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Date

4-30-2020

Description

Adverse Childhood Experiences (ACEs) have emerged as a new way to understand psychosocial determinants of health. However, the extant literature has given little attention to the role of culture in experiencing ACE's and understanding their impact. In the few studies examining racial differences, White children have been found to have a lower ACE score compared to non-White children (Maguire-Jack, Lanier, & Lombardi, 2019), and Black and Hispanic children have been exposed to more adversities (Slopen, et. al., 2016). Mersky and Janczewski (2018) also found significant ethnic differences in their sample.The current study aims to add to this growing body of work by examining ACE's among students from diverse ethnic backgrounds, in a private, religious, university sample. Data collection is complete, and the presentation will focus on prevalence of ACE's in cultural groups as well as exploring correlations between ethnic identity and types of ACE's experienced.Implications for culturally informed prevention and early intervention implications for various stakeholders, such as schools and health care settings will be discussed.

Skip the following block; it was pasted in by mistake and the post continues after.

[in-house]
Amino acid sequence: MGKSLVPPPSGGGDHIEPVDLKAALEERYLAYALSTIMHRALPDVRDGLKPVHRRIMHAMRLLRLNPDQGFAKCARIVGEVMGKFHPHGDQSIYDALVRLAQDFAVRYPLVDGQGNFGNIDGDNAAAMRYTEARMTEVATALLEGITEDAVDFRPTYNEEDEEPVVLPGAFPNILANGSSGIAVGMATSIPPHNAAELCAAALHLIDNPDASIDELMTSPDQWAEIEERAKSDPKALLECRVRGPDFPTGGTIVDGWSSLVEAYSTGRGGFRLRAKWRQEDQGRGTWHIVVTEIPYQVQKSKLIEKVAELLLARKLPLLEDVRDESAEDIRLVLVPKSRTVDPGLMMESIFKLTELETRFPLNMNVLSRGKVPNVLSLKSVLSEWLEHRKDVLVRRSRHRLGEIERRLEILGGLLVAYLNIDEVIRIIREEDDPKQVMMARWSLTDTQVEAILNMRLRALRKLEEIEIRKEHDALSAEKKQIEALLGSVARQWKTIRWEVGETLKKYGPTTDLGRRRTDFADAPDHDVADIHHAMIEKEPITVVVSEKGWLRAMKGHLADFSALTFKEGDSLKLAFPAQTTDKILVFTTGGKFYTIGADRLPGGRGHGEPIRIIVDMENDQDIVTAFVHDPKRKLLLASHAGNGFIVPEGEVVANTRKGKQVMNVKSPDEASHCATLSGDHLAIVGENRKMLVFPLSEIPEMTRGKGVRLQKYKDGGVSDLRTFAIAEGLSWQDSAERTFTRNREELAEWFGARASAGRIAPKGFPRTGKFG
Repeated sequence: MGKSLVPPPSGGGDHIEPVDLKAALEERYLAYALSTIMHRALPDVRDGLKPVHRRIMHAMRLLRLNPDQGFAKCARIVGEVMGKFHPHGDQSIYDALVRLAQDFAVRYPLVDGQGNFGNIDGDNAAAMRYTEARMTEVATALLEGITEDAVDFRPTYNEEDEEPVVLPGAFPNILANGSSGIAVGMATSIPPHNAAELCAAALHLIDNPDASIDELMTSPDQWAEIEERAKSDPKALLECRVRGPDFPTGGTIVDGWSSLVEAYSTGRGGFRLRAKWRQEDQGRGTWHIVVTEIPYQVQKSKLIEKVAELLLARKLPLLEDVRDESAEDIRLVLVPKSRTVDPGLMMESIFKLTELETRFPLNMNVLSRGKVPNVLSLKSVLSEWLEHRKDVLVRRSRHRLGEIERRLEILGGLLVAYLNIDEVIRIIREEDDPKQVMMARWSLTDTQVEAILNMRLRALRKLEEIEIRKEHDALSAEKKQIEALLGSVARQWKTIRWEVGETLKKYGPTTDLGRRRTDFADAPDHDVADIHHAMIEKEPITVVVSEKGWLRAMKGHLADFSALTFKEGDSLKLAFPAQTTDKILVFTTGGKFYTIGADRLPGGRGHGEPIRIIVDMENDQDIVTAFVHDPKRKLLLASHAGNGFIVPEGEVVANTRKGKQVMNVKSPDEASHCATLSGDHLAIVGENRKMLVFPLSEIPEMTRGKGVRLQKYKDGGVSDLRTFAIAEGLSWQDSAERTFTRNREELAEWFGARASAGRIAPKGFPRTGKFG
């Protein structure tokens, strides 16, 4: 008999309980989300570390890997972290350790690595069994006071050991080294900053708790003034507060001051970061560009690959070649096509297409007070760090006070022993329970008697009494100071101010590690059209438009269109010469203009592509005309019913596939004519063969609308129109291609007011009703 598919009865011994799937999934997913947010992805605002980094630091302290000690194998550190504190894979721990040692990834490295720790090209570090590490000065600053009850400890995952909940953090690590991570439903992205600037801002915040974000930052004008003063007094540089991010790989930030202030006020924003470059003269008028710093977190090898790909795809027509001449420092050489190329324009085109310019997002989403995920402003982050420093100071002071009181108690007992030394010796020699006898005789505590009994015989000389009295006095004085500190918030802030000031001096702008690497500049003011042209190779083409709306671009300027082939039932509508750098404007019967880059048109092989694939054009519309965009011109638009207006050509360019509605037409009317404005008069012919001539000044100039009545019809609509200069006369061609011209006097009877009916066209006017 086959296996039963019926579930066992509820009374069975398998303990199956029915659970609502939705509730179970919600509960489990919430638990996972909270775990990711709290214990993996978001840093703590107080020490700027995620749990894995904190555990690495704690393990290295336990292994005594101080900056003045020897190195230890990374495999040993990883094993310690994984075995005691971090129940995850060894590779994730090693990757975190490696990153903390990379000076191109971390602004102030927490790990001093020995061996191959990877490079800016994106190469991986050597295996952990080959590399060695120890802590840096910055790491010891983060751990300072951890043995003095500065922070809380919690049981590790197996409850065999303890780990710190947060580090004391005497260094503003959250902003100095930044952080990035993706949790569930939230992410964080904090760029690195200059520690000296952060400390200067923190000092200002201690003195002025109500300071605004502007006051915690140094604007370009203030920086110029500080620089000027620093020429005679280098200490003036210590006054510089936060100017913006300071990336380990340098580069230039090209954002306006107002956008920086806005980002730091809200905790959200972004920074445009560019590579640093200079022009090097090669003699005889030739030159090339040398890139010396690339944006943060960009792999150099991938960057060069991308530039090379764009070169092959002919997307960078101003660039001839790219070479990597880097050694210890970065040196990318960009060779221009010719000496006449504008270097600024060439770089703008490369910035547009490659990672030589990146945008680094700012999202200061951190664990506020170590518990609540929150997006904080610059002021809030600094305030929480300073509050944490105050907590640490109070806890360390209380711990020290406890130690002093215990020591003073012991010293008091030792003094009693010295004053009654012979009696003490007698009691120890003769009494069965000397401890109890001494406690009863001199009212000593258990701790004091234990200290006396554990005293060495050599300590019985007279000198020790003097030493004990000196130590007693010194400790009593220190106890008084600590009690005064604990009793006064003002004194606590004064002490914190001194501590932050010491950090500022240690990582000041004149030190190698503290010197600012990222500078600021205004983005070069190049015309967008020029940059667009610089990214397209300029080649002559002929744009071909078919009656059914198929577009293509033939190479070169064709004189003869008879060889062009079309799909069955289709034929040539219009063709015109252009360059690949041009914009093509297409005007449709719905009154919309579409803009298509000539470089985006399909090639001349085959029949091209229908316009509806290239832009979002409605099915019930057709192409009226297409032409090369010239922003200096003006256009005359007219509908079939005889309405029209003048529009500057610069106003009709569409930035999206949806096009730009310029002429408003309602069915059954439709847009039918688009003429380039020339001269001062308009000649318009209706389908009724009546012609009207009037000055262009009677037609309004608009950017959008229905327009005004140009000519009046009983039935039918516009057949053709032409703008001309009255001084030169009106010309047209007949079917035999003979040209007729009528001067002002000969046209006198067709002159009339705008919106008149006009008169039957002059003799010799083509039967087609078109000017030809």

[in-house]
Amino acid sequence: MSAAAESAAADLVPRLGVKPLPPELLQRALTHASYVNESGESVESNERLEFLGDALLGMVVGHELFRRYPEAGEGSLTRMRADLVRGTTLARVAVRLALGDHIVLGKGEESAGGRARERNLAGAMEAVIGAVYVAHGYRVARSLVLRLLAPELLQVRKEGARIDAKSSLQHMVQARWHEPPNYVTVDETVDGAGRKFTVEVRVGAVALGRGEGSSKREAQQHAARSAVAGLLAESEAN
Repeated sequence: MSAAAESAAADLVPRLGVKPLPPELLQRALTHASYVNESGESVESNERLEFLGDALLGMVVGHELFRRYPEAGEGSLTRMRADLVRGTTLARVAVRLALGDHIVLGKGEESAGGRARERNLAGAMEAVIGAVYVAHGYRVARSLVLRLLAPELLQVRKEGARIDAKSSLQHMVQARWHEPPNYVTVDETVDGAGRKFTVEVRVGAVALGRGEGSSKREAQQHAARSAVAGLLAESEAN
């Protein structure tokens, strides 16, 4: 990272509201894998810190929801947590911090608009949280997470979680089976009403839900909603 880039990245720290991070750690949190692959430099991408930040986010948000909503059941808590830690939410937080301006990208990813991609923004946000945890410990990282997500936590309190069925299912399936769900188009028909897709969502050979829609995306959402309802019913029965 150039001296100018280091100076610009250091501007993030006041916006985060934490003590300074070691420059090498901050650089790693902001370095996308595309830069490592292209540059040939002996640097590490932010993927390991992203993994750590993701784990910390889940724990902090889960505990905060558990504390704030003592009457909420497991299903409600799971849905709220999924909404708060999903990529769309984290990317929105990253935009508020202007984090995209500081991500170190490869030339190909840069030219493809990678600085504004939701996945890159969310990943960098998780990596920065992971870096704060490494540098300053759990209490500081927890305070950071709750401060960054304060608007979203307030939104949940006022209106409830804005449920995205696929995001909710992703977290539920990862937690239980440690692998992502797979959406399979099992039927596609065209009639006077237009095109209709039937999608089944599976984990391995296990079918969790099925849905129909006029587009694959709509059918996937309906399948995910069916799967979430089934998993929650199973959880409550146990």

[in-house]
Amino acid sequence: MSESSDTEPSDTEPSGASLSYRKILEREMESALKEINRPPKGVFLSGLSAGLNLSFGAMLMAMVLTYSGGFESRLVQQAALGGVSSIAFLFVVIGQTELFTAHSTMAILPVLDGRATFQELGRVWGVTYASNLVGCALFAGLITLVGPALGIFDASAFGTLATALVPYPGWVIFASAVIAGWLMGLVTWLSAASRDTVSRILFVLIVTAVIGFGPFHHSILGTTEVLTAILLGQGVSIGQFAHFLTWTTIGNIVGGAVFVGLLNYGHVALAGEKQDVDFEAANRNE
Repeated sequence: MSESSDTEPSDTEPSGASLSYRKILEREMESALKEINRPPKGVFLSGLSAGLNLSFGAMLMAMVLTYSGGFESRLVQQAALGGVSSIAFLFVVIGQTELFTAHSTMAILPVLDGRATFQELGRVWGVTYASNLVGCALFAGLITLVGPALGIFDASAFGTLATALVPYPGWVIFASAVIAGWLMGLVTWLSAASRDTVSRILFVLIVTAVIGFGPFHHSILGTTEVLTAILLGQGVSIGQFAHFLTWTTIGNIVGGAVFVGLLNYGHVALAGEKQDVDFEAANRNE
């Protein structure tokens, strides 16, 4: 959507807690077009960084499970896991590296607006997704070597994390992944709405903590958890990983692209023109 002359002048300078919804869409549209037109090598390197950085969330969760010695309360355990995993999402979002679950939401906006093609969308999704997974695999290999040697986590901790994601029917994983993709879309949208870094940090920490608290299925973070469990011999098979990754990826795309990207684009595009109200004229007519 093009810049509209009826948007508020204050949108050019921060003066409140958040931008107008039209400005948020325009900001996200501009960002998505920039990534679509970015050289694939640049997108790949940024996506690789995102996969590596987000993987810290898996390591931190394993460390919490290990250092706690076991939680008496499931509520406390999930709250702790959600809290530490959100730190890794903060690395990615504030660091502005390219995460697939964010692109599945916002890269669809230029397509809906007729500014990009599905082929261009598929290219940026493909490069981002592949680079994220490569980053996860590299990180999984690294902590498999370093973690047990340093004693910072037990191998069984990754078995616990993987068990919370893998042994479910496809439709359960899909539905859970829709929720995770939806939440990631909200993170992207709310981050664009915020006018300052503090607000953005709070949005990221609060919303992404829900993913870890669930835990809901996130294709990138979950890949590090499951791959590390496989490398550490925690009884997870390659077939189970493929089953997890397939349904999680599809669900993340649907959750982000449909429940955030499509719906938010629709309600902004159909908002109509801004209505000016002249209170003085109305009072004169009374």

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Apr 30th, 12:00 AM

Exploring ACE's in a Culturally Diverse University Sample

Adverse Childhood Experiences (ACEs) have emerged as a new way to understand psychosocial determinants of health. However, the extant literature has given little attention to the role of culture in experiencing ACE's and understanding their impact. In the few studies examining racial differences, White children have been found to have a lower ACE score compared to non-White children (Maguire-Jack, Lanier, & Lombardi, 2019), and Black and Hispanic children have been exposed to more adversities (Slopen, et. al., 2016). Mersky and Janczewski (2018) also found significant ethnic differences in their sample.The current study aims to add to this growing body of work by examining ACE's among students from diverse ethnic backgrounds, in a private, religious, university sample. Data collection is complete, and the presentation will focus on prevalence of ACE's in cultural groups as well as exploring correlations between ethnic identity and types of ACE's experienced.Implications for culturally informed prevention and early intervention implications for various stakeholders, such as schools and health care settings will be discussed.